“Greed is good.”  After a few years in economics, the goodness of greed seems like common sense.  But it’s not.  In a randomly selected social environment, greed is brutal.  If you’re carrying a bag of gold and meet a well-armed stranger in a remote jungle, you wouldn’t say, “As long as he’s greedy, I have nothing to worry about.”  The knowledge that Nigerian spammers are greedy doesn’t incline you to send them your money.  If you were looking for a caretaker for your elderly mother, discovering that a job candidate is “extremely greedy” would be a strong mark against him.  As Marge Gunderson sadly muses at the end of Fargo, “So that was Mrs. Lundegaard on the floor in there. And I guess that was your accomplice in the wood chipper. And those three people in Brainerd. And for what? For a little bit of money. There’s more to life than a little money, you know. Don’t you know that?”
What economics teaches is not that greed is good, but that good incentives transform this questionable motive into awesome results.  Greed plus property rights plus competition plus rationality plus reputation is good.  Greed alone is film noir.
In Public Choice, also known as “economics of politics,” we usually assume that politicians are motivated not by greed, but by power-hunger.  Of course, we rarely utter the word “power-hunger.”  Instead, we call it “vote maximization,” just as we call greed “profit maximization.”  But when Public Choice pictures politicians, it pictures humans filled with lust for power.
Is this a reasonable picture of politicians’ psyches?  Absolutely.  That politicians crave power is as undeniable as that businesspeople crave profits.  If you look at political history before the rise of democracy, we see virtually nothing other than dictators struggling to cement their power internally and expand their power externally.  When these dictators lost wars, they lost territory and subjects, because virtually every dictators wanted to rule over as much land and as many people as possible.
Under democracy, politicians are less candid about their motives; they need us to like them, and power-hunger is not likeable.  But given its ubiquity throughout most of political history, can we really believe that the motive of power-hunger is no longer paramount?  One of my favorite political insiders privately calls politicians of both parties “psychopaths” – and he’s on to something.  Rising high on the pyramid of power is hard unless love of power fuels your ascent.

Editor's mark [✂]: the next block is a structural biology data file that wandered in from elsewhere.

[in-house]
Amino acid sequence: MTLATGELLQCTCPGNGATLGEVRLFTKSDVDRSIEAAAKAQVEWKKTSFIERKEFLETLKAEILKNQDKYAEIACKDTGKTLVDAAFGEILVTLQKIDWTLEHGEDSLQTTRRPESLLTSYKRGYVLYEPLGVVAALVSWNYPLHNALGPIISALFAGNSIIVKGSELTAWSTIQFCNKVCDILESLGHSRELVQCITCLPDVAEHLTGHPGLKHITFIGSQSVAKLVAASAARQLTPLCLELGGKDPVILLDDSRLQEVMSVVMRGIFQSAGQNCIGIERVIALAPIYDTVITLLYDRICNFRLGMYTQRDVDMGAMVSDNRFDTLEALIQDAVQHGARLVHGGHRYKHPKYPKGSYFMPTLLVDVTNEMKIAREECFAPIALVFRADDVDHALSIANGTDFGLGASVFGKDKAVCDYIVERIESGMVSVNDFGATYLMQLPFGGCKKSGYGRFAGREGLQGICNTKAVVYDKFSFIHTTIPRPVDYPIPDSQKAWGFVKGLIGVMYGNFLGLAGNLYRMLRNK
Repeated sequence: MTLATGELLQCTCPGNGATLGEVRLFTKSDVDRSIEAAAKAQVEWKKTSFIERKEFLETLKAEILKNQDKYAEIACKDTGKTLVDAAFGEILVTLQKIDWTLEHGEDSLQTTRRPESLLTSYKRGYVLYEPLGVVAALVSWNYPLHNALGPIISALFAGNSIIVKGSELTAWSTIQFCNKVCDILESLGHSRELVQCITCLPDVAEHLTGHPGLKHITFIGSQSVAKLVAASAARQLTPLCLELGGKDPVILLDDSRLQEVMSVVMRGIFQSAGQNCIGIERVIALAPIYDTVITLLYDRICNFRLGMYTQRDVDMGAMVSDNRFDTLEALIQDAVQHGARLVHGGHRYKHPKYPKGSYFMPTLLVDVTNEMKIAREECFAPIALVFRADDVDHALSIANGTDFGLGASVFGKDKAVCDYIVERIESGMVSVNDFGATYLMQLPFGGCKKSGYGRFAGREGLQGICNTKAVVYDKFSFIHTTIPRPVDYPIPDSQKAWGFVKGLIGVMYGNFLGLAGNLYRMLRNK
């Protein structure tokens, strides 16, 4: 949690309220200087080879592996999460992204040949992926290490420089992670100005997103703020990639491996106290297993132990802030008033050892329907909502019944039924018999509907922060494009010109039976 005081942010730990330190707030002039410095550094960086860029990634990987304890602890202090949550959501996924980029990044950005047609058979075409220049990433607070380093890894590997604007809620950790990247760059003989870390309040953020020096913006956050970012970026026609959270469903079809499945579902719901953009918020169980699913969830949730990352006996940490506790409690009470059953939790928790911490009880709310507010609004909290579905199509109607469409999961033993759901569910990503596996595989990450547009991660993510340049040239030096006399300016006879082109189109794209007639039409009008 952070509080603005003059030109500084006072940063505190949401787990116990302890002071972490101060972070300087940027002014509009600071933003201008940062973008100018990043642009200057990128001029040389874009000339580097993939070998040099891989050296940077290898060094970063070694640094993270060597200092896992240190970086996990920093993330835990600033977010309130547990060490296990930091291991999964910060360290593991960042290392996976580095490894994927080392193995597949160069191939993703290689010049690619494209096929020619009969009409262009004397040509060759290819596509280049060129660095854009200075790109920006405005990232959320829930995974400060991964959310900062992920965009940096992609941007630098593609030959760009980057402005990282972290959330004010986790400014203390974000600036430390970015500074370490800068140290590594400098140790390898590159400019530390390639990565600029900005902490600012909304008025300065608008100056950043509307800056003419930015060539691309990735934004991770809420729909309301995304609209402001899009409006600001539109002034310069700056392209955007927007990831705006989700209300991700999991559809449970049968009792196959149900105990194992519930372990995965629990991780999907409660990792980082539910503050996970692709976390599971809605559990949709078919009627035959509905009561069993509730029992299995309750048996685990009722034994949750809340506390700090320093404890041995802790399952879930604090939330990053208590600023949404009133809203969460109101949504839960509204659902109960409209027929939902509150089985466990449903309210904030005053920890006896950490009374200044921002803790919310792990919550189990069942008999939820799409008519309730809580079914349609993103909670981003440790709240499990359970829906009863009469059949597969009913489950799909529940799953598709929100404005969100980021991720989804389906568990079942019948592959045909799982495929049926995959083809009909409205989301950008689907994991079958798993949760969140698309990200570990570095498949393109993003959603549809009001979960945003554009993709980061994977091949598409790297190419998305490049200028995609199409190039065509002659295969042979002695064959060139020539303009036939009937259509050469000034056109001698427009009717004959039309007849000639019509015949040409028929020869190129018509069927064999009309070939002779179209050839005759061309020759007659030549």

In a randomly-selected social environment, power-hunger – like greed – is brutal.  Just look at the history of warfare in all its hideousness – the endless bloodbaths over slivers of territory.  Remember how leaders terrorized their rivals, their potential rivals, their imagined rivals.  It’s sickening.  If Fargo were a war story, and Marge Gunderson hunted war criminals, she might have sadly mused, “So that was Sarajevo on the floor in there. And I guess those were your accomplices in the mass grave. And those three hundred thousand people in Bosnia. And for what? For a little bit of power. There’s more to life than a little power, you know. Don’t you know that?”
In dictatorships, the causal chain from power-hunger to bad results is obvious.  The fundamental question of Public Choice is: Does democracy motivate power-hungry politicians to do good despite their bad intentions?  My admirable nemesis, Donald Wittman, tirelessly argues Yes, but to no avail.  Democracy out-performs dictatorship, but that’s damning with faint praise.
Once you thank the stars you aren’t ruled by Louis XIV or Lenin, a grim truth remains: democracy gives power-hungry politicians far worse incentives than the market gives greedy businesspeople.  Above all, voters – unlike consumers – have no incentive to be rational, spurring power-hungry politicians to preach and practice endless demagoguery.  It’s gotten worse lately, but it’s always been terrible.  Democracy hasn’t turned politicians into decent human beings; it’s only gilded their age-old power lust with altruistic hypocrisy.
So what can we do about our predicament?  There are no easy answers, but I know where to start.  Like alcoholics, we must admit we have a problem.  Throughout history and around the world, the wicked rule.  We should stop admiring them – especially the politicians on “our side” – and see them for the reprobates they are.
This piece was originally published at Econlog.